|Are You Truly Invested in Your Talent?|
Investment in human capital is proven to increase a company’s ability to produce and profit. With so many challenges facing today’s Human Resources executives in a constantly changing environment, Talent Management (TM) is sometimes pushed to the peripheral. It should, however, be a cornerstone for companies that value their talent.
A survey conducted on behalf of the World Federation of Personnel Management Associations identified several challenges for HR management. Six of the top ten challenges listed reside under the TM umbrella: Leadership Development, Compensation, Recruitment, Succession Planning, Learning and Development, and Retention.
One problem HR managers face is that traditional methods of TM are proving less effective as diverse workforces and corporate cultures evolve. A change is necessary. Companies must anticipate, plan and innovate in their approach to the three basic tenants of Talent Management:
• Hire a qualified, dynamic and engaged workforce.
• Develop a workforce to achieve maximum potential.
• Retain the best and continue the company’s success.
Technology is presenting new and innovative ways to address these three tenants. From artificial intelligence for predictive hiring, to gamification and micro-learning for engagement and training, there are many options for the modern workplace. Just don’t lose sight of what your “talent” actually is: human.
Hire a Qualified & Engaged Workforce
Creating an attractive culture is an important consideration, but not as important as finding employees who are capable of doing the job, enjoy the work, and have proven they can do it well.
Mona Kirkland, a Director of Leadership Development for HCR Manorcare, which is one of the largest providers of short-term, post-hospital services and long-term care in the U.S., advises her managers and supervisors to “keep it simple.”
Steve Tobak, a Silicon Valley-based management consultant and featured columnist for Entrepreneur.comagrees.
Even Google – once known for asking all sorts of loony interview questions like, “You suddenly find yourself stuck at the bottom of an enormous martini glass. What do you do?” – now admits they were “a complete waste of time” and “don’t predict anything,” said Google SVP Laszlo Bock in a New York Times interview.
Something to consider: Don’t discount the importance of reputation in the digital age. In the same way a positive public reputation influences potential customers and business partners, companies need to build their internal corporate reputations in order to attract top talent. People talk, and those people are more connected than ever now.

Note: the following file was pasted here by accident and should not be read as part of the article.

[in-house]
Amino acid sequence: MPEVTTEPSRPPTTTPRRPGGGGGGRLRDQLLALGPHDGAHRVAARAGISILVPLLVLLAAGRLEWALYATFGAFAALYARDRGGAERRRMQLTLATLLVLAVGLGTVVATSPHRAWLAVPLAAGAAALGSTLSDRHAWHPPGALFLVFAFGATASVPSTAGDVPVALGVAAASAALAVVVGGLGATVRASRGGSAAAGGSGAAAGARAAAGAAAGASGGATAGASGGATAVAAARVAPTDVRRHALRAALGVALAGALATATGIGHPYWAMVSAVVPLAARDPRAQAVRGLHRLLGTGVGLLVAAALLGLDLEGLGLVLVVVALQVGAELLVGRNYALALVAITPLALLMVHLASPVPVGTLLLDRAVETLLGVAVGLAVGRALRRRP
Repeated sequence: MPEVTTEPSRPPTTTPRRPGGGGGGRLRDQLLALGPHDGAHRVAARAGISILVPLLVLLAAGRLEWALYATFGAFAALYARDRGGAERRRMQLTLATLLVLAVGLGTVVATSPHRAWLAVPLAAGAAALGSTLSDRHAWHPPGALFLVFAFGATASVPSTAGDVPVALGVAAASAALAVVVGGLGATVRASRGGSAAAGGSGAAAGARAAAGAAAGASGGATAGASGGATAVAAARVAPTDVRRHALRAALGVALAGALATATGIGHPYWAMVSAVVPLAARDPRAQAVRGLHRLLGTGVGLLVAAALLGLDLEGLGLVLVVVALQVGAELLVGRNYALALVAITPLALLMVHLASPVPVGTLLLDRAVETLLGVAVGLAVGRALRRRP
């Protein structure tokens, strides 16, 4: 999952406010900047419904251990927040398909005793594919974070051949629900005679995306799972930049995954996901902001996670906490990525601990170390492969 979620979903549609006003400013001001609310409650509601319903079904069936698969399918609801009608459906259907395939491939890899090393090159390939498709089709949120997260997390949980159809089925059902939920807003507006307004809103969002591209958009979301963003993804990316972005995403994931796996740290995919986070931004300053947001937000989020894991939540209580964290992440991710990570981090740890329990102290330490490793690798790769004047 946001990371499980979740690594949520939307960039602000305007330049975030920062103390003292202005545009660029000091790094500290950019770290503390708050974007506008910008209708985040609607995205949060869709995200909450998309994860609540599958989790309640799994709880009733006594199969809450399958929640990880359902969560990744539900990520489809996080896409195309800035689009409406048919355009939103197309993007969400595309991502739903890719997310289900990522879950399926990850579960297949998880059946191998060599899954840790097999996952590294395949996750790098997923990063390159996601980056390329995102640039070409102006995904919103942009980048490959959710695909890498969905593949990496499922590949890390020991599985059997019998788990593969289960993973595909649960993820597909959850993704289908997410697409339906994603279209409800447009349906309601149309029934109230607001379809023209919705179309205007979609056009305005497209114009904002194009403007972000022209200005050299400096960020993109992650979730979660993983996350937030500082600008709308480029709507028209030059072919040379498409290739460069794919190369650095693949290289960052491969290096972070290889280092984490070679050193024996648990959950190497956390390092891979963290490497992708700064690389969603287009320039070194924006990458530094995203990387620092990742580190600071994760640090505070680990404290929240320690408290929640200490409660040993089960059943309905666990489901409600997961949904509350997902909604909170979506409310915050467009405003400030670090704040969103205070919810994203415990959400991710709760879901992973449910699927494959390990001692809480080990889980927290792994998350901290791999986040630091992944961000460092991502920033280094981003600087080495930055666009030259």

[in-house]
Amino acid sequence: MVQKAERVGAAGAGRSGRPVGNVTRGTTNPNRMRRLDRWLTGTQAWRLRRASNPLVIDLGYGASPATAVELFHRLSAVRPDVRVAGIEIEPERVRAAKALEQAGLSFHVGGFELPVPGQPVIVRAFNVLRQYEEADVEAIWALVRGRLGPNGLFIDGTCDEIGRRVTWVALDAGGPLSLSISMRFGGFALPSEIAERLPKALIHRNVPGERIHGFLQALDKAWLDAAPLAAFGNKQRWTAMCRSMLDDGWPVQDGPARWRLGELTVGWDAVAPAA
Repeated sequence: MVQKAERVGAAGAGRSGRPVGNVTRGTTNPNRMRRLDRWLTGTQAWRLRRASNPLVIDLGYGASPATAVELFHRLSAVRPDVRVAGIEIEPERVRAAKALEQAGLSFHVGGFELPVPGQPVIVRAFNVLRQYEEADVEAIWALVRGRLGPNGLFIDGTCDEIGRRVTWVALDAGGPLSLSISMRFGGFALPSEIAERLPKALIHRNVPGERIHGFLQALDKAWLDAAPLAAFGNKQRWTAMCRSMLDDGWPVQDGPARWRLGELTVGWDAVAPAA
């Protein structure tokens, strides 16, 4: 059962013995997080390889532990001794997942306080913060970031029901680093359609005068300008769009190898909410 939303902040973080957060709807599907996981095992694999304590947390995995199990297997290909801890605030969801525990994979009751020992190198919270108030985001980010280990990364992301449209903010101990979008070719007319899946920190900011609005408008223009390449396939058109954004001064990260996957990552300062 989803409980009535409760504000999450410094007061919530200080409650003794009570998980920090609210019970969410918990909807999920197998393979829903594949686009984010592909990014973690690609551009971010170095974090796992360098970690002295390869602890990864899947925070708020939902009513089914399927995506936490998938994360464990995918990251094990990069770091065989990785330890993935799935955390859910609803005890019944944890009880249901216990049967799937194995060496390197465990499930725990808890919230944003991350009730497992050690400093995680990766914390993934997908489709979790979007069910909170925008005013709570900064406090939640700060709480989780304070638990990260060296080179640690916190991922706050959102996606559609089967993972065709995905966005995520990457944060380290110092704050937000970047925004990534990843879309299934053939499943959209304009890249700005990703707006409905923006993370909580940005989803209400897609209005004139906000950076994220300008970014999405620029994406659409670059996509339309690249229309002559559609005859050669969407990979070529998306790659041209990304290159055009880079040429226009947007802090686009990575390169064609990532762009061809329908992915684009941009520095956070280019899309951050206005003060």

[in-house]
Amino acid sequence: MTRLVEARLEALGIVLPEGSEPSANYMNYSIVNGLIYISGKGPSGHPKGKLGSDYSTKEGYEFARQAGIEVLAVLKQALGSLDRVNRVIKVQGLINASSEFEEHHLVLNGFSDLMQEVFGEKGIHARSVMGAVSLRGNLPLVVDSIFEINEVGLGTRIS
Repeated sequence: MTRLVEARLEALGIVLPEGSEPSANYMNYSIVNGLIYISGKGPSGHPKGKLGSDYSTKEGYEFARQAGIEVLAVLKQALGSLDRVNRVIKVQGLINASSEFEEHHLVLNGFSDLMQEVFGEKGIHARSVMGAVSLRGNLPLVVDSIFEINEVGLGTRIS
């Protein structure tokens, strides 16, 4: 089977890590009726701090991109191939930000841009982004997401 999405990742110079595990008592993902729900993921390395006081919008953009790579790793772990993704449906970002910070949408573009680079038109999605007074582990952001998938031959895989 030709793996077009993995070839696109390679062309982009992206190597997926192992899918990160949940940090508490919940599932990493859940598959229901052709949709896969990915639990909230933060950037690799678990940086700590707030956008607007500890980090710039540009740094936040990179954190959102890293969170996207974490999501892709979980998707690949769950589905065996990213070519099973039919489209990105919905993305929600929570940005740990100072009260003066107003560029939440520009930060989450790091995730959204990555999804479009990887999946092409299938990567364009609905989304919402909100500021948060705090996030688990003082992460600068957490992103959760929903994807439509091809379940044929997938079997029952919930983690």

Develop Your Talented Workforce
Some people are born natural leaders. Others, through effective management by supervisors and human resources professionals, can attain valuable leadership skills and become great assets to their organizations. Leadership development requires providing opportunities, such as training exercises, mentorship, and incentives, to encourage employees to achieve their maximum potentials.
It's a feedback loop, however. Employees require processes, systems, and policies to continue their efforts to become leaders, and HR professionals must continually implement and maintain these aspects to encourage leadership.
So, what can you do?
Design a compensation system that motivates employees. Build an effective training program. Restructure benefit packages. Implement strategic organizational change for increased quality, productivity and employee satisfaction.
Regardless of how an organization chooses to develop talent, open and effective communication must flow in all directions for an individual, team or organization to succeed in that development.
Something to consider: Multiple studies show that a lack of employee engagement significantly decreases overall productivity and retention. Encourage managers to be good coaches, and encourage employees to take advantage of opportunities for further development.
Retain Your Top Talent & Forge Ahead
The HR Leadership Council estimates that one-in-four “high potential” employees plan to leave their organization within a year. If a company is looking for outside talent, that’s great news. If a company hopes to retain its best talent, that’s very bad news.
It is a balancing act, and the results depend on a variety of elements. The economy, management decisions, employee engagement, corporate culture, internal and external opportunities, and even location can play a part in retaining top-level talent.
Obviously, some of those factors are beyond the control of even the most capable HR managers. The consensus again, however, is that two-way – or all-ways – communication is key. Listen, respond, and take a realistic approach to managing expectations.
Something to consider: An important element of retention is Knowledge Management. Preserving institutional knowledge by retention or succession planning is vital for continuity of operations in most cases. Whenever possible, avoid losing those best practices gained through experience, or the “tricks of the trade” due to personnel turnover.
IQPC Exchange surveyed senior-level talent executives to learn which investment areas are top priority for 2017-2018. Take a look at the results now.
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